Compared to other countries, India’s coal generation is expected to grow into the late 2030s, according to BloombergNEF.

Of late, India has been scouting around for nuclear fuel suppliers. India and Uzbekistan recently signed a deal for long-term supply of uranium to power its domestic atomic reactors. Kazakhstan and Russia are already supplying the same to India, while there are plans to also purchase the fuel from Australia.

First found in 2000, the uranium reserves in the province of Andhra Pradesh were officially commissioned in 2012 and equipped to cater to 25 percent of the requirement of uranium in India’s nuclear power plants.

The total reserves of uranium oxide in the divided Andhra Pradesh reached about 122,000 tons in 2017.

By AG Metal Miner

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  • Mamdouh Salameh on October 05 2019 said:
    With seven nuclear power plants, nuclear energy contributed only just over 1% to India’s primary energy needs in 2018 compared with 56% for coal, 6% for natural gas and 3% for renewables.

    There is a huge scope in India for generating electricity from natural gas and solar power rather than from nuclear power.

    From now until 2022, India is expected to be one of three countries accounting for two thirds of global renewable energy. (China and the U.S. are the other two). Moreover, there are plans being considered by Russia and India for building a pipeline to transport Russian natural gas supplies to India as an extension of the Power of Siberia gas pipeline which is already delivering 38 bcm/y of Russian natural gas per year to China.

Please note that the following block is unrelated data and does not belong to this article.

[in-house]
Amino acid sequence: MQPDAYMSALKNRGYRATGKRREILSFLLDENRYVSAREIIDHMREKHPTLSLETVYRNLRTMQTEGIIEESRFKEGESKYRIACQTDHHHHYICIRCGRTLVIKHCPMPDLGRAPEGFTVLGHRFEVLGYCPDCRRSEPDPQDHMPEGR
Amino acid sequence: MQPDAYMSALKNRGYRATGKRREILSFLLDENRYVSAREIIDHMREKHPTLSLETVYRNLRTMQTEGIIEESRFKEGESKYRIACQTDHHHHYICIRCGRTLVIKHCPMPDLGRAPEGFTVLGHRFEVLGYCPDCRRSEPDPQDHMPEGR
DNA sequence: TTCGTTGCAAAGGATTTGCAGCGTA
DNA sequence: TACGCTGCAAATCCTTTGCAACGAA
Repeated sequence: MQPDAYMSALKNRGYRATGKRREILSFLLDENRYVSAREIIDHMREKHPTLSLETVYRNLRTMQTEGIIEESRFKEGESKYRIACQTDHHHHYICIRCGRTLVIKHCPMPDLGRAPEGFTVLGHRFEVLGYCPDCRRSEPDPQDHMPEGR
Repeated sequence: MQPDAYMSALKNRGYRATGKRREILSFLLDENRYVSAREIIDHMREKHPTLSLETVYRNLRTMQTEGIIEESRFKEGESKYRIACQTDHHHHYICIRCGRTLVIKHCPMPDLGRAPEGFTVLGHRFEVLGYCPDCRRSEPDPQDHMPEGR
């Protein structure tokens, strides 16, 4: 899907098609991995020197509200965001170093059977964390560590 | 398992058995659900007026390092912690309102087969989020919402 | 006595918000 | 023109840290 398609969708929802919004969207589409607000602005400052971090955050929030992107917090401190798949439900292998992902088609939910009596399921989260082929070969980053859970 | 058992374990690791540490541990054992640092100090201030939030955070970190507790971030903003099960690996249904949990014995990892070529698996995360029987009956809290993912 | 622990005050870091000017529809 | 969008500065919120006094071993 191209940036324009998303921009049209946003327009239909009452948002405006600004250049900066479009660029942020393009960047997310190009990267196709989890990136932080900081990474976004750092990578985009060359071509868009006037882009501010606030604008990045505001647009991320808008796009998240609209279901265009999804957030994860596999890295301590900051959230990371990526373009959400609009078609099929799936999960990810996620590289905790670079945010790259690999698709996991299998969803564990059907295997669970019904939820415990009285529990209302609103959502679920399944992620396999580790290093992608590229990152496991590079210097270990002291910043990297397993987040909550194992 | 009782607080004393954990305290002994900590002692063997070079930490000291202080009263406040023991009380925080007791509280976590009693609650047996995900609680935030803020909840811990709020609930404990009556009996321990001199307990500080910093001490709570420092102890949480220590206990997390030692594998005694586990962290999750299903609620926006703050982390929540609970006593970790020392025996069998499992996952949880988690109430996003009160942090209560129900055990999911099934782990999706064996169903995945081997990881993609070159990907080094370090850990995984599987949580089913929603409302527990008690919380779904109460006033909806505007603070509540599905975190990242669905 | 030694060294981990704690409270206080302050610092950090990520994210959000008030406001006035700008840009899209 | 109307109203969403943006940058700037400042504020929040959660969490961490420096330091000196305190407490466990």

Therefore, electricity generated from Russian-supplied natural gas and LNG plus solar electricity could be a better option for India than building new nuclear power plants from an economic and environmental considerations.

    Dr Mamdouh G Salameh
    International Oil Economist
    Visiting Professor of Energy Economics at ESCP Europe Business School, London
  • James Hopf on October 07 2019 said:
    The article correctly cites public/political opposition as the main barrier. The question being, who incited all that opposition. The fossil fuel industry? Foreign "environmental" groups who are (consciously or not) serving the interests of the fossil fuel industry?

    A telling sign of how absurd and biased things are is the complaints about local nuclear plants or (even) uranium mining. No such protests with solar and wind? Despite the fact that such impacts (mining, etc..) per kW-hr generated are far *larger* for solar and wind then the are for nuclear? In India they even had protests over a nuclear plant's land use, when nuclear uses, by far, the least land, and solar and wind use the most (~100 times that of nuclear).

    And then there is the interrmittent nature of solar and wind, and their dependence on fossil sources like gas when the sun isn't shining and wind isn't blowing. Thus, that non-nuclear alternative risks locking in a huge amount of fossil fuel use over the long term. More air pollution, more CO2. As Dr. Salameh says in his own post, the alternative relies heavily on imported Russian gas. He's telling the truth there, but his assertion that such an alternative, which relies heavily on fossil (gas) is environmentally superior is utterly false.